Due to current regulations, it takes 41.7 years to recover renovation costs compared to seven or eight years in the 1980s, says a group that represents Quebec’s 25,000 landlords.
That figure surpasses the lifespans of the renovations, Hans Brouillette, director of communications and public affairs at the Corporation de propriétaires immobiliers du Québec (CORPIQ), said at the Quebec Apartment Investment Conference in Montreal on Feb. 16.
The landlords group is calling for the cost of renovations to be amortized over 15 years rather than the current 41.7.
The suggested rent increase guidelines for renovations are published by the province’s rental board, the Régie du lodgement.
Regulatory challenges faced by landlords
The annual estimates suggest how much landlords should increase the rent depending on such variables as the type of heating system and whether major renovations were done.
Under the current rent control guidelines, apartment owners recover about $2 on every $1,000 invested in renovations, said Mylène Forest, general manager of COGIR Real Estate, which operates the giant Rockhill Apartments complex near Mount Royal. However, owners don’t have a choice but to renovate in order to restore aging apartments and remain competitive.
Forest also noted tenants can take recourse against landlords if the renovations disturb their quality of life. She said in one case the rental board gave tenants a rent reductions of 25 per cent for balcony repairs that took two months. Brouillette noted tenants have also been granted rent reductions of 15 to 40 per cent because of dust and noise during renovations.
The published guidelines have a “powerful impact” on tenants who are often misinformed about their meaning, Forest says. They complain rent increases surpass the norms provided by the rental board when, in fact, the estimates are meant to be interpreted as recommendations.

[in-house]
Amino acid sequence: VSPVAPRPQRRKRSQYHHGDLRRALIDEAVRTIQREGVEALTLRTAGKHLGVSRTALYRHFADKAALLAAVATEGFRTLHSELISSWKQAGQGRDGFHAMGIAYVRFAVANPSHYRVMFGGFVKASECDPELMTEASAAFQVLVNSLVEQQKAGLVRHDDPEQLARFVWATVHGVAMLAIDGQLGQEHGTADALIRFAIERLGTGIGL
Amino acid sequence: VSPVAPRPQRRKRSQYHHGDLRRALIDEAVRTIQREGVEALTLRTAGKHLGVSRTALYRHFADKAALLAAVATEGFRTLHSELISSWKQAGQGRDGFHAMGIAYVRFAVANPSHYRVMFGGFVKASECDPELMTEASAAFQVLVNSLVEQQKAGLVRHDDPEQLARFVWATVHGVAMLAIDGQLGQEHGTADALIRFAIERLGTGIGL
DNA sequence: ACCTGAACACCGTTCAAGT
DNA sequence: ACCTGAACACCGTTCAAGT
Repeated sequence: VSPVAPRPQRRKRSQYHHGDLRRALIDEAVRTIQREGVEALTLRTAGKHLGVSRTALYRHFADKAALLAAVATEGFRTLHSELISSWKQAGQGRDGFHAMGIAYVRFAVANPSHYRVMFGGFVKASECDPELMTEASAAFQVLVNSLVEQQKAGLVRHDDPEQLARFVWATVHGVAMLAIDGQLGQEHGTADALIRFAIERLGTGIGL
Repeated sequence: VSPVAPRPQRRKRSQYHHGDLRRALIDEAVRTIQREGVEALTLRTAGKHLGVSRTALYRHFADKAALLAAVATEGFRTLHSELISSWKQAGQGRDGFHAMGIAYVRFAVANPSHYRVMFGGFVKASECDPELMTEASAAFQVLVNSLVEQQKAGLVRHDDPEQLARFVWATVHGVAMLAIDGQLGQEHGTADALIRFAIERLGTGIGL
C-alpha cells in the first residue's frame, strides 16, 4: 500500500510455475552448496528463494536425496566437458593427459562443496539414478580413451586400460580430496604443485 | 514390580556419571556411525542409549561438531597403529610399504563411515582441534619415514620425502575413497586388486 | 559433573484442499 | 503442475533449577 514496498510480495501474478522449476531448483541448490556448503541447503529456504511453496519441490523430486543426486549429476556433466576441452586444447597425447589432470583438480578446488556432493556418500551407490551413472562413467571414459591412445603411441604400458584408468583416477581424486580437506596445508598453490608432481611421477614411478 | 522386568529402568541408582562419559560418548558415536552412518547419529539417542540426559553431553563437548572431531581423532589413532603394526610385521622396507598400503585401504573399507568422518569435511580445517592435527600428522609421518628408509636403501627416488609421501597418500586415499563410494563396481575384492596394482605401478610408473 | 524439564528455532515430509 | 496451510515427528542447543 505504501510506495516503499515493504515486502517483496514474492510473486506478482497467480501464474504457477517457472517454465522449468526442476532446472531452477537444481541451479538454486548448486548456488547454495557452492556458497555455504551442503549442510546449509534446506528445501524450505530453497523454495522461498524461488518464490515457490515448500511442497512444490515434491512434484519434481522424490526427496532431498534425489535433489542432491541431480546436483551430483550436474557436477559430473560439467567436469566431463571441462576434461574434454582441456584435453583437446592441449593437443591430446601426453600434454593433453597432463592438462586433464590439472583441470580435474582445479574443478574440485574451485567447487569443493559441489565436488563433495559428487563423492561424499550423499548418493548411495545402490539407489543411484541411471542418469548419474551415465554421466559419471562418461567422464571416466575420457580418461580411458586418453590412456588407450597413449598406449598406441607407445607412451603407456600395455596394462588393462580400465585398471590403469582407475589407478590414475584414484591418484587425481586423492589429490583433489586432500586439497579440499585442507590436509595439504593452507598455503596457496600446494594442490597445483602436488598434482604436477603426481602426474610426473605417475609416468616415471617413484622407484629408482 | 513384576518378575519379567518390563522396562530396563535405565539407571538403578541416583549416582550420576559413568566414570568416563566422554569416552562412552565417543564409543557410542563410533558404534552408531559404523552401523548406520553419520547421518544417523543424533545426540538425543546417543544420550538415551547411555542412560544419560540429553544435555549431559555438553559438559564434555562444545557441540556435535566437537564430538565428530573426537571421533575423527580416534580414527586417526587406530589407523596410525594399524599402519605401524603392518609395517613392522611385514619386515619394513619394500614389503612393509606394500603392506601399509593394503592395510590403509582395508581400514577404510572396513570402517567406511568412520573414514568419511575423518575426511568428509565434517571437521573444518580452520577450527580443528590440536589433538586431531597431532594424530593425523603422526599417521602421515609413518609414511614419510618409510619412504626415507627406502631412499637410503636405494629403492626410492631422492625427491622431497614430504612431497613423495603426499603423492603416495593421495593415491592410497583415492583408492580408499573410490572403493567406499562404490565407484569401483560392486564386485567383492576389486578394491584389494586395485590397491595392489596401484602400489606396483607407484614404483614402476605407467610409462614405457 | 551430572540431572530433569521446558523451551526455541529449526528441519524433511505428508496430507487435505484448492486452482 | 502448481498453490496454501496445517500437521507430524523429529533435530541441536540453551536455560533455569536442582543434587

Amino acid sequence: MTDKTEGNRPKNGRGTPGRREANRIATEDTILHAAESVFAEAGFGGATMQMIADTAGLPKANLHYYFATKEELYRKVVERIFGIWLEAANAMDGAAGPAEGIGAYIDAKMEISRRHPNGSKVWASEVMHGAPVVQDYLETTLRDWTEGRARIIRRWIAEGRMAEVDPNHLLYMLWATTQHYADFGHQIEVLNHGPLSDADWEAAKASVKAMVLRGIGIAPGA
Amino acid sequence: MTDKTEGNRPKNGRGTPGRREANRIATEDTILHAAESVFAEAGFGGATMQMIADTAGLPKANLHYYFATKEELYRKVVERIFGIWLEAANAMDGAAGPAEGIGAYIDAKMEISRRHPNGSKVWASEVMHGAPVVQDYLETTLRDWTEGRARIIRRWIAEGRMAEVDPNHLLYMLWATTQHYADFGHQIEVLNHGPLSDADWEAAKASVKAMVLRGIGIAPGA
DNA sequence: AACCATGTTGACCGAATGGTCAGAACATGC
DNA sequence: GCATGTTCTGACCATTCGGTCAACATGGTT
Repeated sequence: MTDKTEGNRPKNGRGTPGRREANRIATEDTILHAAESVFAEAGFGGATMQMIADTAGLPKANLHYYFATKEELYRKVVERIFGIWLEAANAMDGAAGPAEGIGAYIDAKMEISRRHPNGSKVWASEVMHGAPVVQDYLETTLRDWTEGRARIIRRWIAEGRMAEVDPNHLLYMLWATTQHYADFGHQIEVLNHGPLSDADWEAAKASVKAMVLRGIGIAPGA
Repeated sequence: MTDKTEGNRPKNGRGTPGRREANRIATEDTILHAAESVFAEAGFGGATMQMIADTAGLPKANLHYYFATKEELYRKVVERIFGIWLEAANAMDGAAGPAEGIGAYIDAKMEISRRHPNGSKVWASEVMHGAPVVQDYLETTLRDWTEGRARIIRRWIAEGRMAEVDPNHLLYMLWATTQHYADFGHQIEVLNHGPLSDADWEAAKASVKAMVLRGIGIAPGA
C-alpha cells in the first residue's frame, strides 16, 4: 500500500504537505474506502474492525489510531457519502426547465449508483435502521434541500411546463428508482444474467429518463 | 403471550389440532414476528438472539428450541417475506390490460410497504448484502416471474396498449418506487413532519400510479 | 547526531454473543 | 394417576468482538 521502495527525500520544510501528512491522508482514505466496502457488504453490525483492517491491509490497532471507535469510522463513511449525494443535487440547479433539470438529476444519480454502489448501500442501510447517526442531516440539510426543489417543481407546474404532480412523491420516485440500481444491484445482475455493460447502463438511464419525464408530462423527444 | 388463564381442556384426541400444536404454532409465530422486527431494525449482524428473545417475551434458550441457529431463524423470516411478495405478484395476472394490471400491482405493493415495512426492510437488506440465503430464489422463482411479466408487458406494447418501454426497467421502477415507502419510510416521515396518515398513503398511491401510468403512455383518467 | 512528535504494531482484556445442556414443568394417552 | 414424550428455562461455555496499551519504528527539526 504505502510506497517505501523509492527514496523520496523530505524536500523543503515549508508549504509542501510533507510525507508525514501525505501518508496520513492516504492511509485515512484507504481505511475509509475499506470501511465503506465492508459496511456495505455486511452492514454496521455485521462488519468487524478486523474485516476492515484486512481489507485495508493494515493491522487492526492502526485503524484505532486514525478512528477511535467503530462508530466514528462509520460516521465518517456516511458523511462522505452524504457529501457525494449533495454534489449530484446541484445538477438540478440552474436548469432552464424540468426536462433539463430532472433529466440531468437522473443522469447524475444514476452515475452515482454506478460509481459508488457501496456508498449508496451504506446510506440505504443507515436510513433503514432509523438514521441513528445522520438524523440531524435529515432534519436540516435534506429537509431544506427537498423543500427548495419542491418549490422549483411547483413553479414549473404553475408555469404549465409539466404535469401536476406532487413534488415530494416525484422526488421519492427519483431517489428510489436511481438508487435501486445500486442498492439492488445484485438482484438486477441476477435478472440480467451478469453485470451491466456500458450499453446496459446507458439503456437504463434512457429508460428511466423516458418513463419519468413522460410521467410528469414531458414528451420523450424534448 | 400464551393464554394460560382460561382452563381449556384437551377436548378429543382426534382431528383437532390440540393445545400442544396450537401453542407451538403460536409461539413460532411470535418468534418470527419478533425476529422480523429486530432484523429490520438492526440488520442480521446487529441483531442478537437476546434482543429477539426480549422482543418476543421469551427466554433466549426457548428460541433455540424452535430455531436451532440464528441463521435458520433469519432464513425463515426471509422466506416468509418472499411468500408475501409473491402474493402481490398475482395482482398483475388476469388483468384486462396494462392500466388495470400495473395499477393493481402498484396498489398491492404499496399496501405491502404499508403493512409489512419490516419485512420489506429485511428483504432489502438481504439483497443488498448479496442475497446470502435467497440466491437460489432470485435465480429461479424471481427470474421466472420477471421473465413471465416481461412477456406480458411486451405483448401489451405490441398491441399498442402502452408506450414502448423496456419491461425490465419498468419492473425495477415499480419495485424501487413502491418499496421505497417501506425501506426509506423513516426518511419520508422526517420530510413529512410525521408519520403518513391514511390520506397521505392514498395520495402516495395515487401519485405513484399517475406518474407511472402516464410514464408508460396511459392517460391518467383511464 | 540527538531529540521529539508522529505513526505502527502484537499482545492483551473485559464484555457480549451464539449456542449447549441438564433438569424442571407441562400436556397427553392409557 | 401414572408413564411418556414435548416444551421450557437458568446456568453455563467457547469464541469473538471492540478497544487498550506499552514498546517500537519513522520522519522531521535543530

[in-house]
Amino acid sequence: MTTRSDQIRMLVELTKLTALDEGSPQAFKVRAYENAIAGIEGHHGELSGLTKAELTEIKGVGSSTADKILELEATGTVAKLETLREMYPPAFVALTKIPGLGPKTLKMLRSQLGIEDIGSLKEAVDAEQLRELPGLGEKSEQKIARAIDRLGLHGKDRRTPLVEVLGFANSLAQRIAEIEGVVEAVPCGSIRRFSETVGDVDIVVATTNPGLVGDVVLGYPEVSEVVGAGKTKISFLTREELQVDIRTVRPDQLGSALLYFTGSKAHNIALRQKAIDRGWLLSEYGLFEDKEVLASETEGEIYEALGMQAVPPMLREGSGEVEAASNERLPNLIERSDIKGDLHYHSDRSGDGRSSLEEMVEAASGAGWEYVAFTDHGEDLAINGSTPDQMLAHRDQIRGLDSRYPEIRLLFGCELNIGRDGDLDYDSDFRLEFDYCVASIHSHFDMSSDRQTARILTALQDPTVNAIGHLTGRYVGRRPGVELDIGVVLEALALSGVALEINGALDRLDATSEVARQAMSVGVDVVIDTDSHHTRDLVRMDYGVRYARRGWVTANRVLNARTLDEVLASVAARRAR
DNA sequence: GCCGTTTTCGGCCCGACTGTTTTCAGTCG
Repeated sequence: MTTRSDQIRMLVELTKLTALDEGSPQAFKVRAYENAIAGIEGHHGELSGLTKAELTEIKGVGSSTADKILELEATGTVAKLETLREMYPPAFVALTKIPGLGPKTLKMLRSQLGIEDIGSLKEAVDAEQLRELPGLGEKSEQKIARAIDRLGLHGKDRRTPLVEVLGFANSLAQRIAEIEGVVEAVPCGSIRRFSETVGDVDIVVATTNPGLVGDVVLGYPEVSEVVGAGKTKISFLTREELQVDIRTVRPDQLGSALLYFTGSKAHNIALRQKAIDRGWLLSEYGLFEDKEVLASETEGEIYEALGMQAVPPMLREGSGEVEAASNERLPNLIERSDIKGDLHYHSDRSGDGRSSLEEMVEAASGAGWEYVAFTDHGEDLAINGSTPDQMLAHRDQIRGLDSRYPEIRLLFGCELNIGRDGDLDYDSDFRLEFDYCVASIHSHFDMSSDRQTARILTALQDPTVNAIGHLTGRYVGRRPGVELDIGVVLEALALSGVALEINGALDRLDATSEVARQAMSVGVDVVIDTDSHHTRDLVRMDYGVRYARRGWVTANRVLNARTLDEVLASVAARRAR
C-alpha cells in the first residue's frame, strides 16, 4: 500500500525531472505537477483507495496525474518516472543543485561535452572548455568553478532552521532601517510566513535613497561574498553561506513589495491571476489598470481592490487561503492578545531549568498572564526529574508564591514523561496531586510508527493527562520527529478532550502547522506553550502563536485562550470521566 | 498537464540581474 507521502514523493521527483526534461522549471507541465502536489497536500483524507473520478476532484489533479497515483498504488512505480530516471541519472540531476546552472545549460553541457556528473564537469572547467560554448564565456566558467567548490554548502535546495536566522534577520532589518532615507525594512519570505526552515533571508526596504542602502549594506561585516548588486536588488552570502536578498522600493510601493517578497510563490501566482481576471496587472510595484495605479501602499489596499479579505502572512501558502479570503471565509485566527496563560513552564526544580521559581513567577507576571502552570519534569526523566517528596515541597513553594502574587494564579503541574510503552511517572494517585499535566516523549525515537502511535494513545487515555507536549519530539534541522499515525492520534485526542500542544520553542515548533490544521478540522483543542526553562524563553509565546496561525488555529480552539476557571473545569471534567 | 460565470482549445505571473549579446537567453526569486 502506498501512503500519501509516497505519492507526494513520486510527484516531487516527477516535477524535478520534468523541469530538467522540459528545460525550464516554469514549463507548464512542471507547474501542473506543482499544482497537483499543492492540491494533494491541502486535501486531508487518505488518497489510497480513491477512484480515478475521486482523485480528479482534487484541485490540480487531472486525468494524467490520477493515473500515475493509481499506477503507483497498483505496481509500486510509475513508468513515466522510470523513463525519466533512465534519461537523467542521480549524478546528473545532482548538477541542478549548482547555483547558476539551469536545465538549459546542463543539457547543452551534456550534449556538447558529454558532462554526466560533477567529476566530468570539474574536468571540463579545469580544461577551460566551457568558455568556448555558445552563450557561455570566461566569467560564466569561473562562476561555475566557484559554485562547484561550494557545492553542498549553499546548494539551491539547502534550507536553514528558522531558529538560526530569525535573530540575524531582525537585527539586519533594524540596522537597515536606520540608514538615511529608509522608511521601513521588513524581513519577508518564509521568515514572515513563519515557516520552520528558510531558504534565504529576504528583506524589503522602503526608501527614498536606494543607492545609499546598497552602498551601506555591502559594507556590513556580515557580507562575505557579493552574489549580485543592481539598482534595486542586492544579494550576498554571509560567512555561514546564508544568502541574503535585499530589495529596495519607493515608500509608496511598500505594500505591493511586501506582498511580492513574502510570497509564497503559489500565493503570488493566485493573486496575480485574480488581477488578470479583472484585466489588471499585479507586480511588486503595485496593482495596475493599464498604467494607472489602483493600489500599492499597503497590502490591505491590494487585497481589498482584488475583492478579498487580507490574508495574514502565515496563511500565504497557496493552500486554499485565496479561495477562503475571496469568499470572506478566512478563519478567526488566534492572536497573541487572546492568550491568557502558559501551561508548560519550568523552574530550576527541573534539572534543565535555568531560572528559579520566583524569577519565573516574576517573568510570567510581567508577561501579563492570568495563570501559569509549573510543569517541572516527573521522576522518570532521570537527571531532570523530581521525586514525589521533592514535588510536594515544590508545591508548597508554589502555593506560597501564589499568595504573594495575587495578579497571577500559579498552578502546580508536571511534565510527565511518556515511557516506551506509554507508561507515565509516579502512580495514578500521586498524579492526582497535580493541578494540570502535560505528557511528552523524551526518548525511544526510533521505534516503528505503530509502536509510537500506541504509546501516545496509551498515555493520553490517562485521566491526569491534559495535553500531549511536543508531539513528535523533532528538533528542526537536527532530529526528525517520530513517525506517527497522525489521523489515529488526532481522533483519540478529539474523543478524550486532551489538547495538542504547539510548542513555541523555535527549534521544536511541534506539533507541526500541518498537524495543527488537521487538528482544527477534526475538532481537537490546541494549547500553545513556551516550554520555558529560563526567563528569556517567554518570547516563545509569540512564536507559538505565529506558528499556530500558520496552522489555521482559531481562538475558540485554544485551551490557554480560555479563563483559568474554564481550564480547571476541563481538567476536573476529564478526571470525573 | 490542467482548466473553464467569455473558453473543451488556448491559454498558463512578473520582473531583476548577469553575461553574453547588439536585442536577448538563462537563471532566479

“They come convinced ‘you don’t have the right, madam. I heard it on the radio.’ It’s very hard to fight against.”
Suggested rent increases less than one per cent
Brouillette says the fight to get the board to quit publishing the annual estimates “is one of our main issues.”
After a 25-year fight, CORPIQ recently convinced the rental board to quit publishing the annual rental increase estimates tenants often use to contest their increases.
However, three weeks later, Municipal Affairs Minister Martin Coiteux ordered the rental board to publish the rates for 2017.
According to CORPIQ, Coiteux bent to pressure from tenants groups in reversing the decision. Hundreds of letters were sent to Coiteux calling upon him to reverse his decision.
The Régie du logement estimates for 2017 call for a suggested rent increase of 0.6 per cent for unheated apartments, 0.6 per cent for units heated by electricity, 0.1 per cent for apartments heated by gas and a reduction of two per cent for units heated by oil.
The estimates do not include increases in property and school taxes or the cost of renovations done in the unit or building.
CORPIQ says the guidelines are erroneous and a form of misinformation that results in unnecessary conflict between owners and tenants.